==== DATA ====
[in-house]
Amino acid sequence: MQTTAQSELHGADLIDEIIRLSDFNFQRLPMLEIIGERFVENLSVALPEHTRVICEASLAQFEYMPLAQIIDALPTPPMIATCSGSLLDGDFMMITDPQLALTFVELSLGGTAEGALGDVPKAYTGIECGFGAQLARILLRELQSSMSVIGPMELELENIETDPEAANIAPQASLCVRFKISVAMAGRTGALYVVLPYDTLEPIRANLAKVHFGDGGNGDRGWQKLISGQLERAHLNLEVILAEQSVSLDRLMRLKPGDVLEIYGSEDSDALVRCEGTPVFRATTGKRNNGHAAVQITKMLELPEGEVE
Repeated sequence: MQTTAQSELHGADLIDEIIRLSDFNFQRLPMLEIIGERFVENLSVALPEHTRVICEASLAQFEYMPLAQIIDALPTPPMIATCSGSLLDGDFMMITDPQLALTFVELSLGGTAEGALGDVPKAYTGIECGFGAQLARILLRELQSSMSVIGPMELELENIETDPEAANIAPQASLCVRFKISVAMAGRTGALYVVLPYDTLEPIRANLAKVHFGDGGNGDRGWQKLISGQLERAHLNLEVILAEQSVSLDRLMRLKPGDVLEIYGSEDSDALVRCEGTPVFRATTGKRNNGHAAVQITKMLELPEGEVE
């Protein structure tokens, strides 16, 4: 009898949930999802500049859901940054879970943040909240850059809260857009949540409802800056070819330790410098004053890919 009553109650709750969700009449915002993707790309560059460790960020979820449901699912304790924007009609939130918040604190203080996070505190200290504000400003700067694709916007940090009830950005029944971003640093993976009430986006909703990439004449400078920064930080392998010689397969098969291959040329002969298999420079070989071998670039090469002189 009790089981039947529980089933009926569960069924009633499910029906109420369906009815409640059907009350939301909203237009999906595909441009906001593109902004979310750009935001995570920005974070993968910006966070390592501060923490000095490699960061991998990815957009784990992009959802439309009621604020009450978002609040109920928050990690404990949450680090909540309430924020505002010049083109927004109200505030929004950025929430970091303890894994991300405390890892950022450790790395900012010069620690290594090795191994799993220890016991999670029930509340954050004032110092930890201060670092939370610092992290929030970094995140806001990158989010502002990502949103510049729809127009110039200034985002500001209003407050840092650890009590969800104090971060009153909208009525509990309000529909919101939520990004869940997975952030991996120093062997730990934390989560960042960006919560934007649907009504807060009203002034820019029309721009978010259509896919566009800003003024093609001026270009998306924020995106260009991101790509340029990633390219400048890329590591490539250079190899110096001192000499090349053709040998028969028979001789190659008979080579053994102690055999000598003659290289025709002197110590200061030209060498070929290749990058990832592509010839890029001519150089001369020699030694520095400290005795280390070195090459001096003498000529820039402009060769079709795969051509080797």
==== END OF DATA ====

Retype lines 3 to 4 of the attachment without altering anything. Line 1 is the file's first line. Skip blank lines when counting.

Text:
Repeated sequence: MQTTAQSELHGADLIDEIIRLSDFNFQRLPMLEIIGERFVENLSVALPEHTRVICEASLAQFEYMPLAQIIDALPTPPMIATCSGSLLDGDFMMITDPQLALTFVELSLGGTAEGALGDVPKAYTGIECGFGAQLARILLRELQSSMSVIGPMELELENIETDPEAANIAPQASLCVRFKISVAMAGRTGALYVVLPYDTLEPIRANLAKVHFGDGGNGDRGWQKLISGQLERAHLNLEVILAEQSVSLDRLMRLKPGDVLEIYGSEDSDALVRCEGTPVFRATTGKRNNGHAAVQITKMLELPEGEVE
């Protein structure tokens, strides 16, 4: 009898949930999802500049859901940054879970943040909240850059809260857009949540409802800056070819330790410098004053890919 009553109650709750969700009449915002993707790309560059460790960020979820449901699912304790924007009609939130918040604190203080996070505190200290504000400003700067694709916007940090009830950005029944971003640093993976009430986006909703990439004449400078920064930080392998010689397969098969291959040329002969298999420079070989071998670039090469002189 009790089981039947529980089933009926569960069924009633499910029906109420369906009815409640059907009350939301909203237009999906595909441009906001593109902004979310750009935001995570920005974070993968910006966070390592501060923490000095490699960061991998990815957009784990992009959802439309009621604020009450978002609040109920928050990690404990949450680090909540309430924020505002010049083109927004109200505030929004950025929430970091303890894994991300405390890892950022450790790395900012010069620690290594090795191994799993220890016991999670029930509340954050004032110092930890201060670092939370610092992290929030970094995140806001990158989010502002990502949103510049729809127009110039200034985002500001209003407050840092650890009590969800104090971060009153909208009525509990309000529909919101939520990004869940997975952030991996120093062997730990934390989560960042960006919560934007649907009504807060009203002034820019029309721009978010259509896919566009800003003024093609001026270009998306924020995106260009991101790509340029990633390219400048890329590591490539250079190899110096001192000499090349053709040998028969028979001789190659008979080579053994102690055999000598003659290289025709002197110590200061030209060498070929290749990058990832592509010839890029001519150089001369020699030694520095400290005795280390070195090459001096003498000529820039402009060769079709795969051509080797």